Asia’s urban population is growing at an unprecedented rate. It took 130 years for London to grow from 1 million to 8 million, but Bangkok did it in 45 years, Dhaka in 37 years, and Seoul in only 25 years. Asia’s rapid urbanization—driven by entrepreneurial and commercial dynamism—has been pivotal for its stellar growth, but often to the detriment of urban environments. Increasingly, the environmental downside of urbanization, rather than its economic upside, is in the public eye.
Pacific Island women are confidently entering thetraditionally male-dominated refrigeration and air-conditioning (RAC) servicing profession, supporting national and global efforts to protect planetary and human health. Inspiring role models, they urge other women to “follow their dreams” and “to go for it”.
UNICEF said the 200 million hours women and girls spend every day collecting water is a colossal waste of their valuable time.
Eminent developmental economist Prof.
Studies & Presentations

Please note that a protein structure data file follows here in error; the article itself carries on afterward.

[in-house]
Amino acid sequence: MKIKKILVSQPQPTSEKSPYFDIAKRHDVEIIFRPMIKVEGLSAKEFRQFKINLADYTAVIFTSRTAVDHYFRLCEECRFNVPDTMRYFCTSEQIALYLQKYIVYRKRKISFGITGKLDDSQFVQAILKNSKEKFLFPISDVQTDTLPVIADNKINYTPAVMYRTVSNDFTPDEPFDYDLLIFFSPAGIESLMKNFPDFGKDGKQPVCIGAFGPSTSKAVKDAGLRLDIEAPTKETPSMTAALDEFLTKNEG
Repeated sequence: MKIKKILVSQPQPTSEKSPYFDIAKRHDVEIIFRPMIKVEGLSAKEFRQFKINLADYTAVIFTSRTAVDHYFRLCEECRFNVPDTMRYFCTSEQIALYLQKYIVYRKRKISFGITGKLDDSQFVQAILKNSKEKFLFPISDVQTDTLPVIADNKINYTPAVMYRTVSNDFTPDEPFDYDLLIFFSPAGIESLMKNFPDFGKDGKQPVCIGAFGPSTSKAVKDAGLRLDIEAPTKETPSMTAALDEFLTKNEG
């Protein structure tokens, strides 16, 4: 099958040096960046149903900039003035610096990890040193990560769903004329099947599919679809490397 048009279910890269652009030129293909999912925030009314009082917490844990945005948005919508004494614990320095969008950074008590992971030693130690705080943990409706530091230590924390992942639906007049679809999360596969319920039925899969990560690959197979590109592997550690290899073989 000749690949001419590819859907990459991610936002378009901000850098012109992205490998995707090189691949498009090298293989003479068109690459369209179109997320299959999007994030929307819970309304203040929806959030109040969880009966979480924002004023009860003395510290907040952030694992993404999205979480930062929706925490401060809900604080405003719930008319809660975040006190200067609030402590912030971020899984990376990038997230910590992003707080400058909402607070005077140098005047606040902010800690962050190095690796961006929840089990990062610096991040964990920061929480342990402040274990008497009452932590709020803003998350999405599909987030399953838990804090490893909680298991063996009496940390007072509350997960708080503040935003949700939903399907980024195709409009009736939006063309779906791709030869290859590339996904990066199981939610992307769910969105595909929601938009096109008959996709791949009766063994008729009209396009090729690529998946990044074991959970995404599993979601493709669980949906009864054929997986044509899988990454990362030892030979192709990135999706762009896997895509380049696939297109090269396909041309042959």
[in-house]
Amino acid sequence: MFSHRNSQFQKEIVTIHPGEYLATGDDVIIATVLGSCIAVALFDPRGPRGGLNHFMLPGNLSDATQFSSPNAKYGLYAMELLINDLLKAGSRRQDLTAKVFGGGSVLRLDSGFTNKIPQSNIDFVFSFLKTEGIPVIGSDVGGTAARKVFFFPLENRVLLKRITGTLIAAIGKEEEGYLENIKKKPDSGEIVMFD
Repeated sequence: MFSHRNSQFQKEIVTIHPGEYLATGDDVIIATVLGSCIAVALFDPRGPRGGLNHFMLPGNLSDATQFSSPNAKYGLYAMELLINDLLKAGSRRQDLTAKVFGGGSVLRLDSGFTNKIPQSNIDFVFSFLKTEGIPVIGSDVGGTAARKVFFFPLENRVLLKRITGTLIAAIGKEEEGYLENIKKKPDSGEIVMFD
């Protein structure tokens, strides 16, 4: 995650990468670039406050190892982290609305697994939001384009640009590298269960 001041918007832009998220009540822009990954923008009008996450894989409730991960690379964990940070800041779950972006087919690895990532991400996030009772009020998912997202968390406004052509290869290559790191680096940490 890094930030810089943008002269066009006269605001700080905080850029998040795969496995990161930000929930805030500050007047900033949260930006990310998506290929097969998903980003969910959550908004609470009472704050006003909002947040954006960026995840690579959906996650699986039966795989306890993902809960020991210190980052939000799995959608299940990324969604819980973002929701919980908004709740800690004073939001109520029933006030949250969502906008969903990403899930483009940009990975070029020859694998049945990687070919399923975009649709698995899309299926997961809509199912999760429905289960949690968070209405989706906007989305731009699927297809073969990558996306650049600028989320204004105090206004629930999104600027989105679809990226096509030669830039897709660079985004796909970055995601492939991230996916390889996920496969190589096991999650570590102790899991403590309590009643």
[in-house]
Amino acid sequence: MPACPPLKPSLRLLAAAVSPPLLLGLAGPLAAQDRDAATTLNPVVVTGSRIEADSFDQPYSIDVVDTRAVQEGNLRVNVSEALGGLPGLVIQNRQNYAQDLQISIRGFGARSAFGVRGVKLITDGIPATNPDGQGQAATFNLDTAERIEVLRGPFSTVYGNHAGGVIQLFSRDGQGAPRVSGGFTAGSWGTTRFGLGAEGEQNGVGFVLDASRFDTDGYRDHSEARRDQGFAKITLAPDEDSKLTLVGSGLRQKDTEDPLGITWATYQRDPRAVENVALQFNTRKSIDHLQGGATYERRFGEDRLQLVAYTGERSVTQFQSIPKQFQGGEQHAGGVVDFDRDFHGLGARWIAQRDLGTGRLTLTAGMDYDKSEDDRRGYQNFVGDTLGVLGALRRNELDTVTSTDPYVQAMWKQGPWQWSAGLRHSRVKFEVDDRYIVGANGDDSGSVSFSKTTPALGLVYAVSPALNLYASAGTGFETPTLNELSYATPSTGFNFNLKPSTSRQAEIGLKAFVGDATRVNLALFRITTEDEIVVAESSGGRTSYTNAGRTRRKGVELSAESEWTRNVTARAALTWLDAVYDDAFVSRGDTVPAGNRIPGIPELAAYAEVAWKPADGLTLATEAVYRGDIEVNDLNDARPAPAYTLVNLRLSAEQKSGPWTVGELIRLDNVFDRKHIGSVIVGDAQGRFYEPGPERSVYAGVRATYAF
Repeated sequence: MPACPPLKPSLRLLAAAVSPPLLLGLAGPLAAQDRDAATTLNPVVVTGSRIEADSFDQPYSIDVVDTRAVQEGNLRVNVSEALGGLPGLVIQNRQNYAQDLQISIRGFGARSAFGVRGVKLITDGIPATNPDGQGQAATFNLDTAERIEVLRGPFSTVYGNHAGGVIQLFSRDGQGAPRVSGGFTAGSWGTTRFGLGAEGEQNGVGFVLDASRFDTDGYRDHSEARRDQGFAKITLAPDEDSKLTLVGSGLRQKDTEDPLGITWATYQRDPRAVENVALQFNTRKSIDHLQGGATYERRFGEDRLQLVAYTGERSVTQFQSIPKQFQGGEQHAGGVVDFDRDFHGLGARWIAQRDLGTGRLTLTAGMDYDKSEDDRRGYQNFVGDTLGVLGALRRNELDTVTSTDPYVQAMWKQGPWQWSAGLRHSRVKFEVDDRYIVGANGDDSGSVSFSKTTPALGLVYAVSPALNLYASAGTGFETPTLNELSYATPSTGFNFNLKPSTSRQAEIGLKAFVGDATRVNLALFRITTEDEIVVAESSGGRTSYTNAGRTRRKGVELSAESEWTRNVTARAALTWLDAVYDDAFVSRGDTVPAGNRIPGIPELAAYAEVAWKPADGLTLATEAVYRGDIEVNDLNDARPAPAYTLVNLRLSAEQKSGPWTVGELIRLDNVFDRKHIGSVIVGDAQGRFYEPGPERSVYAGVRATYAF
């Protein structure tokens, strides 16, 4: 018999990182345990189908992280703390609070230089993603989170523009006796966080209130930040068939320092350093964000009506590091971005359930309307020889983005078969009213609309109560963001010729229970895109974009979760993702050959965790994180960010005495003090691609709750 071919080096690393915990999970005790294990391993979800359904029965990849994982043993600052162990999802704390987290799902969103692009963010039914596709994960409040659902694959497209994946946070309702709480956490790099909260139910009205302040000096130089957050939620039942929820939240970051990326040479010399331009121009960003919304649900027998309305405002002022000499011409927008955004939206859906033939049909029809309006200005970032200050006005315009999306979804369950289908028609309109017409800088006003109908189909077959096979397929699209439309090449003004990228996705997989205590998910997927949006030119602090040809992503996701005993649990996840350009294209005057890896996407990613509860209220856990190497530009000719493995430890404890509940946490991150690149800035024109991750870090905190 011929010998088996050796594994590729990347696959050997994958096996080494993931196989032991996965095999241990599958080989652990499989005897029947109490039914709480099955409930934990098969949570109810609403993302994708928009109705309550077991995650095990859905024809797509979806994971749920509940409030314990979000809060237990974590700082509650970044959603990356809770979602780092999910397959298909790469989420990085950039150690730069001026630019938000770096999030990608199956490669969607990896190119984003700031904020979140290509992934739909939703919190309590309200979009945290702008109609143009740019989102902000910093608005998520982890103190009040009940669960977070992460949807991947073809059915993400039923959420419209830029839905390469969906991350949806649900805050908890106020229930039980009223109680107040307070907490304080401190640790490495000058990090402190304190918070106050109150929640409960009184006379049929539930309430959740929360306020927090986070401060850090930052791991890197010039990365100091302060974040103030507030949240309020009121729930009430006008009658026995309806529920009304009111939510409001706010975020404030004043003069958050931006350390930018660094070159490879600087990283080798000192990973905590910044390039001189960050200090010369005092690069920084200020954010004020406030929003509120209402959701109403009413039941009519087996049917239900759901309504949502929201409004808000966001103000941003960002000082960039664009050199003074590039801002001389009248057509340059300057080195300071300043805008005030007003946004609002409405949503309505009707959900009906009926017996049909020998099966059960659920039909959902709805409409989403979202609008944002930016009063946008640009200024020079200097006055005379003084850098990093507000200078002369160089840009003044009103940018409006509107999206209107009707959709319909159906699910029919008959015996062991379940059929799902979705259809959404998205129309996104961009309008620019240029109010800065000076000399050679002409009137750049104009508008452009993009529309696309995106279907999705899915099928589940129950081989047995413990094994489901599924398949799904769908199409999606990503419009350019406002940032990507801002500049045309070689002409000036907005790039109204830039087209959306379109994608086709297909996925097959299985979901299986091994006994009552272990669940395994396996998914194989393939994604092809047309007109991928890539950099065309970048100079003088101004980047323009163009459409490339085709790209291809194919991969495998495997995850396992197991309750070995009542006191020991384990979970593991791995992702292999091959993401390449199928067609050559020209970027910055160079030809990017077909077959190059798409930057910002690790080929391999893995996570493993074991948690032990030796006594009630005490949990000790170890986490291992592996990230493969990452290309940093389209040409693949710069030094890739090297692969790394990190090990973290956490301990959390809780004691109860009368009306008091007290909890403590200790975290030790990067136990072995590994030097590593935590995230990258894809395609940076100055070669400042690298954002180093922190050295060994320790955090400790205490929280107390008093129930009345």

Given a poverty line, a person who is non-poor (poor) currently may not be treated as non-poor (poor) in a vulnerable situation. The poverty line is adjusted in the presence of vulnerability such that the utility of a person at the current poverty line and that at the adjusted poverty line become identical. Using an additive model of vulnerability, it is shown that if the utility function obeys constant Arrow-Pratt absolute risk aversion, then the harmonized poverty line is a simple absolute augmentation of the current poverty line.
The Pacific Possible: Climate change and Disaster Resilience report highlights the costs of making Pacific coastlines more resilient to climate change, which vary between one and thirteen percent of GDP across all Pacific Island countries, with higher costs in atoll island states such as Kiribati and Marshall Islands.